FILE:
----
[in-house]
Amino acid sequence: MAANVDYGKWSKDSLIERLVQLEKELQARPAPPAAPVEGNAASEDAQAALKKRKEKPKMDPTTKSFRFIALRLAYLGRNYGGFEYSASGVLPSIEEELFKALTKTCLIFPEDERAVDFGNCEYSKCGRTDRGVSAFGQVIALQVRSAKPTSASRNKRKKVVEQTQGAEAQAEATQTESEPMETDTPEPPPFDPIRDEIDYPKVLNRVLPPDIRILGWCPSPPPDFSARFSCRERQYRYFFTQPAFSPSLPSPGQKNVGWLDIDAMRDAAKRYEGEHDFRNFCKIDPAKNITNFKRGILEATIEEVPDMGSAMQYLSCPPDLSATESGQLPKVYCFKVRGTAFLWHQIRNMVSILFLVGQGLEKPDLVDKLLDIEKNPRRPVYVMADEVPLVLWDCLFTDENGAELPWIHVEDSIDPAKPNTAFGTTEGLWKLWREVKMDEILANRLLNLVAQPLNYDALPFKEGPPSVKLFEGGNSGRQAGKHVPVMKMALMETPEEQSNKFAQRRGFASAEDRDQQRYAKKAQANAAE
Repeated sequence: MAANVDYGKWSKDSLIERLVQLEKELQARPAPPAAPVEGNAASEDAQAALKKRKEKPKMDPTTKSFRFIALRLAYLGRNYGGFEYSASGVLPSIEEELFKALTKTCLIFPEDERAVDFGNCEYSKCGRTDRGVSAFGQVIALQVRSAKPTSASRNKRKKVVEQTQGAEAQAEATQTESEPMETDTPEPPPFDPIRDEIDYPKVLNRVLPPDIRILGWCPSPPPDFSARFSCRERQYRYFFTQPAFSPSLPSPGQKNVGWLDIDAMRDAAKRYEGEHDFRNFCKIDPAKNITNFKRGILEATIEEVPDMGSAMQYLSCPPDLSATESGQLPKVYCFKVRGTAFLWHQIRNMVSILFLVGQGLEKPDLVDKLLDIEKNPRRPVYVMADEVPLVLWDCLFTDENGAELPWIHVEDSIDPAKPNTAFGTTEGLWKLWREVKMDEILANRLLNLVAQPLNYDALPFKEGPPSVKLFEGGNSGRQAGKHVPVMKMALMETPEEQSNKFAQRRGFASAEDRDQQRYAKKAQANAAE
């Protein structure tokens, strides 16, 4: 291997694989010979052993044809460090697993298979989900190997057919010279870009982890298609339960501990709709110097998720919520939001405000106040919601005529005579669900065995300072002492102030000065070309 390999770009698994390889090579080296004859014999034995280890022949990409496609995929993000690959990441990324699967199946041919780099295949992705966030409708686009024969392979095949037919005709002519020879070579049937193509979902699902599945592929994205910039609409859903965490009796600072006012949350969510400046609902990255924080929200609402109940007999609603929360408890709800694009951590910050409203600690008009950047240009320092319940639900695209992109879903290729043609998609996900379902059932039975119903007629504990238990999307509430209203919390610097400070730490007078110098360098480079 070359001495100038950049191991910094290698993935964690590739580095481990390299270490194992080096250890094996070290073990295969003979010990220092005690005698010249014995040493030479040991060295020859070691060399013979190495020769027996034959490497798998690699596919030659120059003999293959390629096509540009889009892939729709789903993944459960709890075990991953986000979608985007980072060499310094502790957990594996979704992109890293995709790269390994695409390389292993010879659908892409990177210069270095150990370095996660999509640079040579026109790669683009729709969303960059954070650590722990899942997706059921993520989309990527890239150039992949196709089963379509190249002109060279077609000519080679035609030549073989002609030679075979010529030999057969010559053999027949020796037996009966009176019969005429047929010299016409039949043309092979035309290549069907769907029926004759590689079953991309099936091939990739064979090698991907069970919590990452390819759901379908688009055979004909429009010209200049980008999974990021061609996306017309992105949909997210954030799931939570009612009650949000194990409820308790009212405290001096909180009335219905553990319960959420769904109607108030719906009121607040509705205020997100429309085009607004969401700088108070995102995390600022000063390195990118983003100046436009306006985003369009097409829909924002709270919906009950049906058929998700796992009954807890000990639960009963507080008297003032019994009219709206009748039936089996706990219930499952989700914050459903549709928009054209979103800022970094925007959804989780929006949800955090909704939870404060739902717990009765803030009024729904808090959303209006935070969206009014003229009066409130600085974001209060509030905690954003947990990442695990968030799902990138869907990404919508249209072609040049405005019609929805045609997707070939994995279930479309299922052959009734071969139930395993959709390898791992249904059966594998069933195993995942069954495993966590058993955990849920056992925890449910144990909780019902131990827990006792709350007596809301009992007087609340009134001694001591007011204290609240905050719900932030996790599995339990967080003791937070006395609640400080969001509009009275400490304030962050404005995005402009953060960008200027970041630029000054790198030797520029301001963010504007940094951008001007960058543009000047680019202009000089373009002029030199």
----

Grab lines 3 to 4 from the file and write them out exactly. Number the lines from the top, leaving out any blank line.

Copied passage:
Repeated sequence: MAANVDYGKWSKDSLIERLVQLEKELQARPAPPAAPVEGNAASEDAQAALKKRKEKPKMDPTTKSFRFIALRLAYLGRNYGGFEYSASGVLPSIEEELFKALTKTCLIFPEDERAVDFGNCEYSKCGRTDRGVSAFGQVIALQVRSAKPTSASRNKRKKVVEQTQGAEAQAEATQTESEPMETDTPEPPPFDPIRDEIDYPKVLNRVLPPDIRILGWCPSPPPDFSARFSCRERQYRYFFTQPAFSPSLPSPGQKNVGWLDIDAMRDAAKRYEGEHDFRNFCKIDPAKNITNFKRGILEATIEEVPDMGSAMQYLSCPPDLSATESGQLPKVYCFKVRGTAFLWHQIRNMVSILFLVGQGLEKPDLVDKLLDIEKNPRRPVYVMADEVPLVLWDCLFTDENGAELPWIHVEDSIDPAKPNTAFGTTEGLWKLWREVKMDEILANRLLNLVAQPLNYDALPFKEGPPSVKLFEGGNSGRQAGKHVPVMKMALMETPEEQSNKFAQRRGFASAEDRDQQRYAKKAQANAAE
């Protein structure tokens, strides 16, 4: 291997694989010979052993044809460090697993298979989900190997057919010279870009982890298609339960501990709709110097998720919520939001405000106040919601005529005579669900065995300072002492102030000065070309 390999770009698994390889090579080296004859014999034995280890022949990409496609995929993000690959990441990324699967199946041919780099295949992705966030409708686009024969392979095949037919005709002519020879070579049937193509979902699902599945592929994205910039609409859903965490009796600072006012949350969510400046609902990255924080929200609402109940007999609603929360408890709800694009951590910050409203600690008009950047240009320092319940639900695209992109879903290729043609998609996900379902059932039975119903007629504990238990999307509430209203919390610097400070730490007078110098360098480079 070359001495100038950049191991910094290698993935964690590739580095481990390299270490194992080096250890094996070290073990295969003979010990220092005690005698010249014995040493030479040991060295020859070691060399013979190495020769027996034959490497798998690699596919030659120059003999293959390629096509540009889009892939729709789903993944459960709890075990991953986000979608985007980072060499310094502790957990594996979704992109890293995709790269390994695409390389292993010879659908892409990177210069270095150990370095996660999509640079040579026109790669683009729709969303960059954070650590722990899942997706059921993520989309990527890239150039992949196709089963379509190249002109060279077609000519080679035609030549073989002609030679075979010529030999057969010559053999027949020796037996009966009176019969005429047929010299016409039949043309092979035309290549069907769907029926004759590689079953991309099936091939990739064979090698991907069970919590990452390819759901379908688009055979004909429009010209200049980008999974990021061609996306017309992105949909997210954030799931939570009612009650949000194990409820308790009212405290001096909180009335219905553990319960959420769904109607108030719906009121607040509705205020997100429309085009607004969401700088108070995102995390600022000063390195990118983003100046436009306006985003369009097409829909924002709270919906009950049906058929998700796992009954807890000990639960009963507080008297003032019994009219709206009748039936089996706990219930499952989700914050459903549709928009054209979103800022970094925007959804989780929006949800955090909704939870404060739902717990009765803030009024729904808090959303209006935070969206009014003229009066409130600085974001209060509030905690954003947990990442695990968030799902990138869907990404919508249209072609040049405005019609929805045609997707070939994995279930479309299922052959009734071969139930395993959709390898791992249904059966594998069933195993995942069954495993966590058993955990849920056992925890449910144990909780019902131990827990006792709350007596809301009992007087609340009134001694001591007011204290609240905050719900932030996790599995339990967080003791937070006395609640400080969001509009009275400490304030962050404005995005402009953060960008200027970041630029000054790198030797520029301001963010504007940094951008001007960058543009000047680019202009000089373009002029030199």